They certainly can't be worse.
By any measure or metric, year one under famed NFL defensive guru Monte Kiffin was a disaster. USC allowed late game-winning drives to Washington, Stanford and Notre Dame and barely avoided another when Arizona State kicker Thomas Weber hooked a 42-yard field goal in the final moments.
They only accounted for 26 takeaways, whiffed on tackles, struggled to generate a consistent pass rush and were erratic against the run.
They allowed new records for total yardage and points surrendered.
But the biggest breakdowns came in the passing game, allowing 259.5 yards per game and 30 touchdowns, 10 that covered 30 yards or longer.
A lack of talent wasn't to blame. Cornerback Shareece Wright was drafted in the third round, safety T.J. McDonald was named second-team All-Pac-10, while freshman corner Nickell Robey made honorable mention.
No, it was a lack of communication, a lack of familiarity, a lack of trust for a young team with a new scheme.
According to players, those myriad issues have been resolved, some simply because of experience.
"We have another year in the system," strong safety Jawanza Starling said. "We know our keys better. We know our roles and each and everybody's position. Everybody is playing faster. It's up to everybody, not just myself."
There are other reasons. Coaches simplified the defense in some areas and have a better understanding of their personnel.
There is more available depth, including an influx of true and redshirt freshmen ready to contribute. Consider that Oregon rotated some 25 players on defense last season en route to its second consecutive conference championship. The Trojans should play no fewer than 17 players this weekend and that number is likely to grow.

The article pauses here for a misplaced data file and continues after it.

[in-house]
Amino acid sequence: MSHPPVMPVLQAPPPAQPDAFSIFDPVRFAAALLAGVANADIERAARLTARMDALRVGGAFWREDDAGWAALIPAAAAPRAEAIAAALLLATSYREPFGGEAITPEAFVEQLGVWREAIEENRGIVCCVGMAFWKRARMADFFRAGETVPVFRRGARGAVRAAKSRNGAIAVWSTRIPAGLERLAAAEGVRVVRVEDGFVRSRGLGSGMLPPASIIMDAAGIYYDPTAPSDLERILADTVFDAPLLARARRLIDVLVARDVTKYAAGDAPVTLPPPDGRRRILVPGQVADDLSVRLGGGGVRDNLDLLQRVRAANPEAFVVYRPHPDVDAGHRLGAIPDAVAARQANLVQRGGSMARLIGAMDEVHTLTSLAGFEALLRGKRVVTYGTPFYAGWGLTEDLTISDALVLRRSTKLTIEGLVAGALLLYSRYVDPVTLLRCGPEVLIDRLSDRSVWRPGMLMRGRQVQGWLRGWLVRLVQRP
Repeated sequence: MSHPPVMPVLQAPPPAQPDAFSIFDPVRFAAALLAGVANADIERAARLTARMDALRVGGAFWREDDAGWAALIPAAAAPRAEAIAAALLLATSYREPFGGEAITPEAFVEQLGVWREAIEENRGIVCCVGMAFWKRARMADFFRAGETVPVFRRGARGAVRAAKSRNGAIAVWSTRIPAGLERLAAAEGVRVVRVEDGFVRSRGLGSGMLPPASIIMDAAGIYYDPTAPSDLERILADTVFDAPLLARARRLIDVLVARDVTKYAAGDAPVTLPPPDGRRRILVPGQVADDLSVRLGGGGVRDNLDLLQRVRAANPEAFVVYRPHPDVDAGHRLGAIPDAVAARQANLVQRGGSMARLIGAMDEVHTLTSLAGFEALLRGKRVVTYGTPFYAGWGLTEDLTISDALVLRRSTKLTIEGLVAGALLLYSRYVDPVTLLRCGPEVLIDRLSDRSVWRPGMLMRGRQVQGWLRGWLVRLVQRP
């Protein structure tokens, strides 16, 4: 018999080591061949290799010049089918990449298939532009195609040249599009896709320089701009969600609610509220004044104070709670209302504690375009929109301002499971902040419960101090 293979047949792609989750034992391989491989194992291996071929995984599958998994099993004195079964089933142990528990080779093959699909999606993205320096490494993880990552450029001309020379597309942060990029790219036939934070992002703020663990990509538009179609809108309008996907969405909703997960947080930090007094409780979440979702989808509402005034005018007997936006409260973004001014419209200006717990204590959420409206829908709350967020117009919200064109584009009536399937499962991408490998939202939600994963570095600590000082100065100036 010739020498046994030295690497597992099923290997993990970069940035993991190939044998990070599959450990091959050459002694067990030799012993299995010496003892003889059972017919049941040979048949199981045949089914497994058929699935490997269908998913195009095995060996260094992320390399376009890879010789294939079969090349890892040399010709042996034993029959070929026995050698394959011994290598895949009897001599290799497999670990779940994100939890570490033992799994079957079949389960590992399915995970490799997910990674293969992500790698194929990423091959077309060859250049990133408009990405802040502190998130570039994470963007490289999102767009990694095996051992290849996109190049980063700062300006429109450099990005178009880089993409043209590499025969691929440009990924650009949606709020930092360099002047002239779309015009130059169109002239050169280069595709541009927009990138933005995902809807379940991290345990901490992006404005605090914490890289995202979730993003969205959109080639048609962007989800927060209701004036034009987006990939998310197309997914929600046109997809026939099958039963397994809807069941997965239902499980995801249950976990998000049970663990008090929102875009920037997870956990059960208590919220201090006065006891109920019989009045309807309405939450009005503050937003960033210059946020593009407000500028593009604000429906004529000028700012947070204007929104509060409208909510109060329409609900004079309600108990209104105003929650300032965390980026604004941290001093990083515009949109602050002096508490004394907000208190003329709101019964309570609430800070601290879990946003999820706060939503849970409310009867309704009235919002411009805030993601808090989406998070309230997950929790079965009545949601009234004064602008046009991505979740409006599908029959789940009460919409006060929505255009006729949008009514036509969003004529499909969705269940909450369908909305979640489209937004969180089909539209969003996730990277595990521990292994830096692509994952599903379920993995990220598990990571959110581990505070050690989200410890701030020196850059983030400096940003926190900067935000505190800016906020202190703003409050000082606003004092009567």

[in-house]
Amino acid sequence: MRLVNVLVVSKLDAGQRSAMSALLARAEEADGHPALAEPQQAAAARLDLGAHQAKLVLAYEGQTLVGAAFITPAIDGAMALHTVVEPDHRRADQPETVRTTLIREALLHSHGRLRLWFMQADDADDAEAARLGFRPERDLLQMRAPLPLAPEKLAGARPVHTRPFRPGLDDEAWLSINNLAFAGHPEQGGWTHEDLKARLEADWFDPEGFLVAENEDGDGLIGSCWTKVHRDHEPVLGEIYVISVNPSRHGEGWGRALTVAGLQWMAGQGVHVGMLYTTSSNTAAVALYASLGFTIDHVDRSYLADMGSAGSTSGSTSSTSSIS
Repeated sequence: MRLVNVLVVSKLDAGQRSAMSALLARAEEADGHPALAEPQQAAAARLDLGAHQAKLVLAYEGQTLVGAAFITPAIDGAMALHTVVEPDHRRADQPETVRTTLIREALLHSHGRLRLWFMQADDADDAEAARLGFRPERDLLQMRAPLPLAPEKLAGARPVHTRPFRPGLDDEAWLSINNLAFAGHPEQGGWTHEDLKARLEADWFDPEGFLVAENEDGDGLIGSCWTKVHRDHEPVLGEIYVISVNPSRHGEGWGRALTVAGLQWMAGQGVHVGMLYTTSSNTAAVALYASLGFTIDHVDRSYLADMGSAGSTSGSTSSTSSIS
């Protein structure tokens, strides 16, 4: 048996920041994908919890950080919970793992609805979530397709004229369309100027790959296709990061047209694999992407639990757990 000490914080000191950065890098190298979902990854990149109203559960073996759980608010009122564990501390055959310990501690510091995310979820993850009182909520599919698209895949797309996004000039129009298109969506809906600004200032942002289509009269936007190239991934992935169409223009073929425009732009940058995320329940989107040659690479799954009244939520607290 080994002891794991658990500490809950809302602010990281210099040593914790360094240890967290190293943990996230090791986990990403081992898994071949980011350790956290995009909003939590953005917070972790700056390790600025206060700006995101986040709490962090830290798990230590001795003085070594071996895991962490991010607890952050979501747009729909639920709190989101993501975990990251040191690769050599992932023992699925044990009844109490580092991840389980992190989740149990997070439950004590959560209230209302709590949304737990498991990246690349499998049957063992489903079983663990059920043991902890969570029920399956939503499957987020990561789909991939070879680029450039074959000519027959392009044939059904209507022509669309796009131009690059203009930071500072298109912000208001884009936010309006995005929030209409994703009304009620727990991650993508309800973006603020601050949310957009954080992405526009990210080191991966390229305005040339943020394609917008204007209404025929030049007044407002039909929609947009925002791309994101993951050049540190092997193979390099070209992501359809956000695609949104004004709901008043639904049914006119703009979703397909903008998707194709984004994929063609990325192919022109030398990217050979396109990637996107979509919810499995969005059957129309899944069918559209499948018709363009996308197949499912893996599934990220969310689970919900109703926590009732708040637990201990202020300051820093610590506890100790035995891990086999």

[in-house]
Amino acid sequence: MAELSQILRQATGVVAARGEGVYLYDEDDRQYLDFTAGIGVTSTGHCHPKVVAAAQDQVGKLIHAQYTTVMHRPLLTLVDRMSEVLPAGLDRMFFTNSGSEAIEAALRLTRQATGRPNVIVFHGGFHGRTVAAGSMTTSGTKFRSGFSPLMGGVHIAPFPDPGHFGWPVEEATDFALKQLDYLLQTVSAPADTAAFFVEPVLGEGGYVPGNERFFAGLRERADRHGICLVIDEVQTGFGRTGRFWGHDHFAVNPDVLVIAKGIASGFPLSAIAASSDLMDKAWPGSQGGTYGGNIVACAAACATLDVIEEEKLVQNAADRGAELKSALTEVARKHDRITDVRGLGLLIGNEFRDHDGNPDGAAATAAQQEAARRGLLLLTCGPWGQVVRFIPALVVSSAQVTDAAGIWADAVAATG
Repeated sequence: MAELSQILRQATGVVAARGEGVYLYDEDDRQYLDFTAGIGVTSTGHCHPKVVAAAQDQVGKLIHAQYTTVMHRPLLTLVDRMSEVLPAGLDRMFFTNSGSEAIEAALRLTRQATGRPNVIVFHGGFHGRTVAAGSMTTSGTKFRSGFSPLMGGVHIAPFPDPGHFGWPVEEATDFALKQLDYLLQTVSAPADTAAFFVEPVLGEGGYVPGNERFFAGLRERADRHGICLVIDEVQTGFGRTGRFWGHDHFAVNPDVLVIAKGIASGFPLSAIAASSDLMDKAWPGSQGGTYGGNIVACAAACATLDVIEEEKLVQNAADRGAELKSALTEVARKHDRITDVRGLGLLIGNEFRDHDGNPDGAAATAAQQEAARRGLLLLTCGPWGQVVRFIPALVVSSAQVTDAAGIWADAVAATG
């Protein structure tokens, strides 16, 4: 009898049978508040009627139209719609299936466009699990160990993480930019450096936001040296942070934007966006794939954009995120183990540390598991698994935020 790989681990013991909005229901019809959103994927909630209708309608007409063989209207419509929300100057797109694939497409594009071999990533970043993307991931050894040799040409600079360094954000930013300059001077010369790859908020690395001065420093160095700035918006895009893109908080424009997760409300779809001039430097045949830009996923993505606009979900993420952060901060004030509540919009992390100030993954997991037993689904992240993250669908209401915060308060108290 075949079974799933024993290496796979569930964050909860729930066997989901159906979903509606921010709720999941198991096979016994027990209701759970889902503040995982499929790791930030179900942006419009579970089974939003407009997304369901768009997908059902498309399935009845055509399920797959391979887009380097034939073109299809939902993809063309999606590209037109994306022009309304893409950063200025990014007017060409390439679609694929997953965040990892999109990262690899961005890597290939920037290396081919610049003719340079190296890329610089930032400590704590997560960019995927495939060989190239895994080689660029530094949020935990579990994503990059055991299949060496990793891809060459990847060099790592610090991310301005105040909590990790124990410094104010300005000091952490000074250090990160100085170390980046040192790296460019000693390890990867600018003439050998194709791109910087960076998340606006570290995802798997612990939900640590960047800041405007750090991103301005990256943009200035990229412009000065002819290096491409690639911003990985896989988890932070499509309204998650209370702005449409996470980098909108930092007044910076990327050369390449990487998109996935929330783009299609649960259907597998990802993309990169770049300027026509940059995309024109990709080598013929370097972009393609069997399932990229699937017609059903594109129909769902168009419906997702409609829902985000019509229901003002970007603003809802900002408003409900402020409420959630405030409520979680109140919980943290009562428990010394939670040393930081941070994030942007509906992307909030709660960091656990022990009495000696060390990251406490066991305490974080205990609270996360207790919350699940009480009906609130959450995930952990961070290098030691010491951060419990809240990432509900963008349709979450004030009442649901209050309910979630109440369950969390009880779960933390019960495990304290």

Add it all up and the difference is "night and day," as linebacker Chris Galippo said.
"And right now, we're just so on it," he said. "Guys are so into the schemes. When you got guys coordinated and you got great athletes … We got guys who can cover. We got true freshmen contributing. I think it'll be pretty scary."
USC head coach Lane Kiffin is a bit more skeptical.
"I feel like these guys are ready to play," he said. "There are so many unknowns in this because there are so many players that have never played before in so many significant spots. In one sense, it's going to be exciting to see how they perform in the environment of the Coliseum versus a tough opponent."
Much of his doubt comes from the proliferation of spread offenses. The Trojans' pro-style approach doesn't prepare the team for wide-open attacks to come. At least seven opponents this season will run some form of the spread, be it option, air raid or pistol.
In that regard, there couldn't be a better test Saturday in the Coliseum than Minnesota (12:30 p.m., ABC).
Under new head coach Jerry Kill, the Golden Gophers have adopted a run-heavy version of the spread and will have a physical marvel directing it in quarterback MarQueis Gray.
Gray is 6-foot-4, 240 pounds; a former wide receiver that caught four passes for 98 yards and a touchdown against USC last season. Kiffin even went as far as comparing him to Texas quarterback Vince Young.
The challenge, McDonald says, is to do what the Trojans couldn't do to Young in the epic 2005 Rose Bowl, punish Gray whenever he runs and get him to stop.
"You got to hit him," McDonald said. "You got to punish him. You can't give him any second chances to get to the open field. No quarterback wants to get hit. If we hit him enough, we'll be all right."
Players and coaches are confident they will succeed, against Gray, against the Gophers and against every other team on the schedule.
"I'm not sitting here making a bunch of bold predictions, but we have to play better," linebackers coach Joe Barry said.
"Bottom line. The name of defense, the definition of defense is to make plays and whatever 11 guys we have out there, our job is to make plays. We didn't do enough of that last year. Heck yeah, we got to do that."